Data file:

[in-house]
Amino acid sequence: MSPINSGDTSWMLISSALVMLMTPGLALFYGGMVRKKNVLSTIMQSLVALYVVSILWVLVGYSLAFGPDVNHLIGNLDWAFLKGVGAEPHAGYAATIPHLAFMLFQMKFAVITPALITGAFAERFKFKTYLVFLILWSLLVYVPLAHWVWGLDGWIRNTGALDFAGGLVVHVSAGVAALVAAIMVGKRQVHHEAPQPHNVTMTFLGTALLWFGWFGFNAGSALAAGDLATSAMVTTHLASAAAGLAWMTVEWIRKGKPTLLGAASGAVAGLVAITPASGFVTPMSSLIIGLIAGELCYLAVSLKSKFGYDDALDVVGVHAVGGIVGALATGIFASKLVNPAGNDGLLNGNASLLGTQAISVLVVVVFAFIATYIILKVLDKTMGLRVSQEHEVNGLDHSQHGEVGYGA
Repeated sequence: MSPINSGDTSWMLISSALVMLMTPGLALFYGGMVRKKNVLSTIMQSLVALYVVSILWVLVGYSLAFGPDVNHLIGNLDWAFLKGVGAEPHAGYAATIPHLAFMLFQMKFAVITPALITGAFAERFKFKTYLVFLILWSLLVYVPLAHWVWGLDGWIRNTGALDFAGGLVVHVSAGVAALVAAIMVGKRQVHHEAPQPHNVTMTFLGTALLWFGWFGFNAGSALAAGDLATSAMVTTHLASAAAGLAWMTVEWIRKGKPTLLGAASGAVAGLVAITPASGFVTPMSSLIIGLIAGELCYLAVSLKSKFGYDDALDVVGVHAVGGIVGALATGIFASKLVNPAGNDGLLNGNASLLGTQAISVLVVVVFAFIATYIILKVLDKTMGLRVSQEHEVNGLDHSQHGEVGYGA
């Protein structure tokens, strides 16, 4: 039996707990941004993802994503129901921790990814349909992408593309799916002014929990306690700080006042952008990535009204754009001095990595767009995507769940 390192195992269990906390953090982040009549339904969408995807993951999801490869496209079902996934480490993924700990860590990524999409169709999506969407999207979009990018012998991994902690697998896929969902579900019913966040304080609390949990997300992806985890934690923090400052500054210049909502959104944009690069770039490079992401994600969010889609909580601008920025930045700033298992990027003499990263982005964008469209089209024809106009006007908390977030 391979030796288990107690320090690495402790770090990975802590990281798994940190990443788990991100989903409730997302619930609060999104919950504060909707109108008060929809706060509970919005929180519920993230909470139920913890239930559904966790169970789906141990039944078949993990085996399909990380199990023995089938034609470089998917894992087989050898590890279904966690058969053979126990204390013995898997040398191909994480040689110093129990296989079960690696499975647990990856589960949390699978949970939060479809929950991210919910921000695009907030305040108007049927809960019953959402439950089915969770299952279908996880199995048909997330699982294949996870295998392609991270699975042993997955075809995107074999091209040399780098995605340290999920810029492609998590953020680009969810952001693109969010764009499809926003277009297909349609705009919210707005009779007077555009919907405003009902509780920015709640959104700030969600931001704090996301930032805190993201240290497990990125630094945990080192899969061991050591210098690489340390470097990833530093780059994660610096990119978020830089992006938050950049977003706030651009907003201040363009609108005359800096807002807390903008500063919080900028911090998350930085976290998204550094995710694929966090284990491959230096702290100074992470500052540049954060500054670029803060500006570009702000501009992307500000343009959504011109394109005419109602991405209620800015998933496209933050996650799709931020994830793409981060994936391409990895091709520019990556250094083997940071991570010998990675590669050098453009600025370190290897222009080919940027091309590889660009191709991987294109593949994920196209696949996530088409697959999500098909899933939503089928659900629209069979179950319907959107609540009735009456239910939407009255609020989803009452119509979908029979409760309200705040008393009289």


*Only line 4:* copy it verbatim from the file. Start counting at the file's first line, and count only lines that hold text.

């Protein structure tokens, strides 16, 4: 039996707990941004993802994503129901921790990814349909992408593309799916002014929990306690700080006042952008990535009204754009001095990595767009995507769940 390192195992269990906390953090982040009549339904969408995807993951999801490869496209079902996934480490993924700990860590990524999409169709999506969407999207979009990018012998991994902690697998896929969902579900019913966040304080609390949990997300992806985890934690923090400052500054210049909502959104944009690069770039490079992401994600969010889609909580601008920025930045700033298992990027003499990263982005964008469209089209024809106009006007908390977030 391979030796288990107690320090690495402790770090990975802590990281798994940190990443788990991100989903409730997302619930609060999104919950504060909707109108008060929809706060509970919005929180519920993230909470139920913890239930559904966790169970789906141990039944078949993990085996399909990380199990023995089938034609470089998917894992087989050898590890279904966690058969053979126990204390013995898997040398191909994480040689110093129990296989079960690696499975647990990856589960949390699978949970939060479809929950991210919910921000695009907030305040108007049927809960019953959402439950089915969770299952279908996880199995048909997330699982294949996870295998392609991270699975042993997955075809995107074999091209040399780098995605340290999920810029492609998590953020680009969810952001693109969010764009499809926003277009297909349609705009919210707005009779007077555009919907405003009902509780920015709640959104700030969600931001704090996301930032805190993201240290497990990125630094945990080192899969061991050591210098690489340390470097990833530093780059994660610096990119978020830089992006938050950049977003706030651009907003201040363009609108005359800096807002807390903008500063919080900028911090998350930085976290998204550094995710694929966090284990491959230096702290100074992470500052540049954060500054670029803060500006570009702000501009992307500000343009959504011109394109005419109602991405209620800015998933496209933050996650799709931020994830793409981060994936391409990895091709520019990556250094083997940071991570010998990675590669050098453009600025370190290897222009080919940027091309590889660009191709991987294109593949994920196209696949996530088409697959999500098909899933939503089928659900629209069979179950319907959107609540009735009456239910939407009255609020989803009452119509979908029979409760309200705040008393009289």